2013 Spanish Grand Prix tyre strategies and pit stops

2013 Spanish Grand Prix

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Fernando Alonso, Ferrari, Circuit de Cataunya, Barcelona, 2013Pit stop strategy dominated the Spanish Grand Prix with most drivers making four visits to the pits. There were 77 pit stops in total

Fernando Alonso enjoyed the quickest pit stop of the race when he made his final stop on lap 49. From pit entry to exit he took 18.471 seconds, almost a full second quicker than the quickest pit stop in last year’s race, which was also set by Ferrari.

The top 19 pit stops in this year’s race were all quicker than the fastest seen last year.

Spanish Grand Prix tyre strategies

The tyre strategies for each driver:

Stint 1Stint 2Stint 3Stint 4Stint 5Stint 6
Fernando AlonsoMedium (9)Hard (12)Hard (15)Medium (13)Hard (17)
Kimi RaikkonenMedium (10)Medium (16)Medium (19)Hard (21)
Felipe MassaMedium (8)Hard (12)Hard (16)Medium (15)Hard (15)
Sebastian VettelMedium (10)Hard (14)Hard (15)Medium (12)Hard (15)
Mark WebberMedium (7)Hard (13)Hard (16)Medium (14)Hard (16)
Nico RosbergMedium (10)Hard (17)Hard (20)Hard (19)
Paul di RestaMedium (9)Hard (10)Medium (19)Medium (15)Hard (13)
Jenson ButtonMedium (11)Hard (17)Hard (18)Hard (20)
Sergio PerezMedium (10)Hard (13)Hard (15)Medium (12)Hard (16)
Daniel RicciardoMedium (10)Hard (14)Medium (15)Hard (12)Hard (14)
Esteban GutierrezMedium (13)Medium (15)Hard (14)Medium (12)Hard (11)
Lewis HamiltonMedium (9)Hard (16)Hard (11)Medium (14)Hard (15)
Adrian SutilMedium (8)Medium (14)Hard (14)Hard (13)Medium (16)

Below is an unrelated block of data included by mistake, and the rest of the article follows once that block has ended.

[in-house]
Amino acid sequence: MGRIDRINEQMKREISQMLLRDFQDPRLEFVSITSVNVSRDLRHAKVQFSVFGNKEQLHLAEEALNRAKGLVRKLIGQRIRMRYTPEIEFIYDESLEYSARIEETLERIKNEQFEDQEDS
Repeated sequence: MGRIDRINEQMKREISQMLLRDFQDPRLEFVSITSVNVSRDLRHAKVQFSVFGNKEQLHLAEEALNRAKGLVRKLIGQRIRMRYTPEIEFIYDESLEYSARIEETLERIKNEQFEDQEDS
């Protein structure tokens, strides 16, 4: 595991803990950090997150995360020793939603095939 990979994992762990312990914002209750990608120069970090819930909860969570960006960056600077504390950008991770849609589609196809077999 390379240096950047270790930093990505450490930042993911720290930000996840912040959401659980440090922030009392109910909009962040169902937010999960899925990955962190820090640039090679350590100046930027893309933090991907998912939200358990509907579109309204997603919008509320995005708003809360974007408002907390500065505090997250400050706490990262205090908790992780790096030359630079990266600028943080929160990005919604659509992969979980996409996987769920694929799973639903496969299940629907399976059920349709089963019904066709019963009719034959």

Pastor MaldonadoMedium (8)Hard (12)Medium (15)Hard (18)Medium (12)
Nico HulkenbergMedium (8)Medium (13)Hard (13)Hard (1)Hard (18)Medium (12)
Valtteri BottasMedium (9)Hard (16)Hard (18)Medium (22)
Charles PicHard (8)Medium (15)Hard (18)Hard (24)
Jules BianchiHard (2)Hard (14)Hard (13)Medium (17)Hard (18)
Max ChiltonHard (15)Hard (15)Medium (17)Hard (17)
Jean-Eric VergneMedium (9)Hard (11)Medium (14)Hard (3)Medium (15)
Giedo van der GardeMedium (9)Hard (11)Hard (1)
Romain GrosjeanMedium (8)

Spanish Grand Prix pit stop times

How long each driver’s pit stops took:

DriverTeamPit stop timeGapOn lap
1Fernando AlonsoFerrari18.47149
2Sebastian VettelRed Bull18.6060.13510
3Sebastian VettelRed Bull18.6940.22351
4Sebastian VettelRed Bull18.7080.23724
5Jenson ButtonMcLaren18.8100.33911
6Fernando AlonsoFerrari18.9090.4389
7Mark WebberRed Bull18.9310.46050
8Felipe MassaFerrari19.0010.53051
9Mark WebberRed Bull19.1510.68020
10Mark WebberRed Bull19.1700.69936
11Jenson ButtonMcLaren19.1960.72528
12Sergio PerezMcLaren19.2500.77910
13Jenson ButtonMcLaren19.2900.81946
14Esteban GutierrezSauber19.3240.85354
15Felipe MassaFerrari19.3260.85536
16Nico RosbergMercedes19.3520.88147
17Felipe MassaFerrari19.3730.90220
18Nico HulkenbergSauber19.4020.93121
19Nico RosbergMercedes19.4140.94310
20Lewis HamiltonMercedes19.4570.98650
21Paul di RestaForce India19.4811.01053
22Felipe MassaFerrari19.4901.0198
23Daniel RicciardoToro Rosso19.4981.02739
24Fernando AlonsoFerrari19.5191.04836
25Sebastian VettelRed Bull19.5511.08039
26Adrian SutilForce India19.5911.12036
27Mark WebberRed Bull19.6681.1977
28Lewis HamiltonMercedes19.7001.22936
29Pastor MaldonadoWilliams19.7231.25253
30Kimi RaikkonenLotus19.7431.27226
31Jean-Eric VergneToro Rosso19.7721.3019
32Paul di RestaForce India19.7921.32119
33Daniel RicciardoToro Rosso19.7951.32410
34Paul di RestaForce India19.8221.35138
35Jules BianchiMarussia19.8301.35946
36Daniel RicciardoToro Rosso19.8571.38651
37Sergio PerezMcLaren19.8661.39538